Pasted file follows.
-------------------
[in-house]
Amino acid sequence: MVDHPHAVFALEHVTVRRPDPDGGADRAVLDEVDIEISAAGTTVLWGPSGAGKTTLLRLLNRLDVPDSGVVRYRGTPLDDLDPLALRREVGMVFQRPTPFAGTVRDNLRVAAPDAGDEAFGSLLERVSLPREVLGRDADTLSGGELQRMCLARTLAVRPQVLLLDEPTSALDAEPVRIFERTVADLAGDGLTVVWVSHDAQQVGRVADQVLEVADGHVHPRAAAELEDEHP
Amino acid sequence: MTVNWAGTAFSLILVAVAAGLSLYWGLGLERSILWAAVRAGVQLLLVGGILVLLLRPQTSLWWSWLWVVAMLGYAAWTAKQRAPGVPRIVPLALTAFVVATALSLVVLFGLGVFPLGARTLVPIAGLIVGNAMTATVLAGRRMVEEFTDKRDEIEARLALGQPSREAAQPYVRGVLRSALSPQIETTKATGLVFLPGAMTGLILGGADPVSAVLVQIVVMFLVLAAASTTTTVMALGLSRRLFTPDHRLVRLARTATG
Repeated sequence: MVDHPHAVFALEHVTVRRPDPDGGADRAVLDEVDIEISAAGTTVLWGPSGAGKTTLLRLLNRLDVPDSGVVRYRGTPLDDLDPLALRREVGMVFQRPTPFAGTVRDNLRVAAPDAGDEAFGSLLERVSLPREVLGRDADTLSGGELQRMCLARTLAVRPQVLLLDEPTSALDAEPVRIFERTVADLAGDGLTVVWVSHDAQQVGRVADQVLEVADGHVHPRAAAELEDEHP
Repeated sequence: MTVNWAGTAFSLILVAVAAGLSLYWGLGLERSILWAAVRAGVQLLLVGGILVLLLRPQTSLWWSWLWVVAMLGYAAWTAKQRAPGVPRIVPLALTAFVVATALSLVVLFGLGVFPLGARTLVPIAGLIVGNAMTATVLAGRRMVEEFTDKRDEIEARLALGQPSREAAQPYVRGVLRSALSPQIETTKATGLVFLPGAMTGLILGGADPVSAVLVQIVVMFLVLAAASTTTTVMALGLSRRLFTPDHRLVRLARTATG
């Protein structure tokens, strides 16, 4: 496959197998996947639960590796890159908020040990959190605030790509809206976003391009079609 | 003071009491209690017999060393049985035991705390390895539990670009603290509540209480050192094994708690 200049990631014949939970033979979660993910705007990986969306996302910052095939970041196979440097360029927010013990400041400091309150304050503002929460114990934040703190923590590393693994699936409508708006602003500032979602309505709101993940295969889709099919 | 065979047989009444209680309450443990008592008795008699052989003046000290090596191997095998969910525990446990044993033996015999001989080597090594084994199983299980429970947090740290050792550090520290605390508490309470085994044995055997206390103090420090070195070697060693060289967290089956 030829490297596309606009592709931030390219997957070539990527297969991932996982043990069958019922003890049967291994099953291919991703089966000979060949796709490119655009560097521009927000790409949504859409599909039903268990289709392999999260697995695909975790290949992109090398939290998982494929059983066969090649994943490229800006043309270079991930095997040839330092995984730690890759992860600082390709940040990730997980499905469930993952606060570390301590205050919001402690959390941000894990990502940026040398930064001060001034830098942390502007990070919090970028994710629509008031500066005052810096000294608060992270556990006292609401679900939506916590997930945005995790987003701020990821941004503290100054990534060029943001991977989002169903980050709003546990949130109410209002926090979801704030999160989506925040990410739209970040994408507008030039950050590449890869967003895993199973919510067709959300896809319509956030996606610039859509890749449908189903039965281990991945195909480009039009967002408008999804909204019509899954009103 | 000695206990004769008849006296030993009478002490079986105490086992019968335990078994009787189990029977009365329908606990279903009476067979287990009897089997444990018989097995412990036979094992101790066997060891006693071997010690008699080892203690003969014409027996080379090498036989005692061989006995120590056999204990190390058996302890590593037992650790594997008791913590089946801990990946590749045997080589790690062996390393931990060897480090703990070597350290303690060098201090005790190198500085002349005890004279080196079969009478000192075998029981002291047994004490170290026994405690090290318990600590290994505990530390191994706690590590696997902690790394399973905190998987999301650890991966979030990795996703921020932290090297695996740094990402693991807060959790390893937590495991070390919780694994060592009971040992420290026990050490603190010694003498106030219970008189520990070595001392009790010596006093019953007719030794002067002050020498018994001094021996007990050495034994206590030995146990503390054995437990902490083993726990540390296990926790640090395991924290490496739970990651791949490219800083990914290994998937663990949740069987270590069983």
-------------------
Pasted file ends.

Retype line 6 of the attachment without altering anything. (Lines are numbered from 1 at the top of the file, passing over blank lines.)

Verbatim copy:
């Protein structure tokens, strides 16, 4: 496959197998996947639960590796890159908020040990959190605030790509809206976003391009079609 | 003071009491209690017999060393049985035991705390390895539990670009603290509540209480050192094994708690 200049990631014949939970033979979660993910705007990986969306996302910052095939970041196979440097360029927010013990400041400091309150304050503002929460114990934040703190923590590393693994699936409508708006602003500032979602309505709101993940295969889709099919 | 065979047989009444209680309450443990008592008795008699052989003046000290090596191997095998969910525990446990044993033996015999001989080597090594084994199983299980429970947090740290050792550090520290605390508490309470085994044995055997206390103090420090070195070697060693060289967290089956 030829490297596309606009592709931030390219997957070539990527297969991932996982043990069958019922003890049967291994099953291919991703089966000979060949796709490119655009560097521009927000790409949504859409599909039903268990289709392999999260697995695909975790290949992109090398939290998982494929059983066969090649994943490229800006043309270079991930095997040839330092995984730690890759992860600082390709940040990730997980499905469930993952606060570390301590205050919001402690959390941000894990990502940026040398930064001060001034830098942390502007990070919090970028994710629509008031500066005052810096000294608060992270556990006292609401679900939506916590997930945005995790987003701020990821941004503290100054990534060029943001991977989002169903980050709003546990949130109410209002926090979801704030999160989506925040990410739209970040994408507008030039950050590449890869967003895993199973919510067709959300896809319509956030996606610039859509890749449908189903039965281990991945195909480009039009967002408008999804909204019509899954009103 | 000695206990004769008849006296030993009478002490079986105490086992019968335990078994009787189990029977009365329908606990279903009476067979287990009897089997444990018989097995412990036979094992101790066997060891006693071997010690008699080892203690003969014409027996080379090498036989005692061989006995120590056999204990190390058996302890590593037992650790594997008791913590089946801990990946590749045997080589790690062996390393931990060897480090703990070597350290303690060098201090005790190198500085002349005890004279080196079969009478000192075998029981002291047994004490170290026994405690090290318990600590290994505990530390191994706690590590696997902690790394399973905190998987999301650890991966979030990795996703921020932290090297695996740094990402693991807060959790390893937590495991070390919780694994060592009971040992420290026990050490603190010694003498106030219970008189520990070595001392009790010596006093019953007719030794002067002050020498018994001094021996007990050495034994206590030995146990503390054995437990902490083993726990540390296990926790640090395991924290490496739970990651791949490219800083990914290994998937663990949740069987270590069983």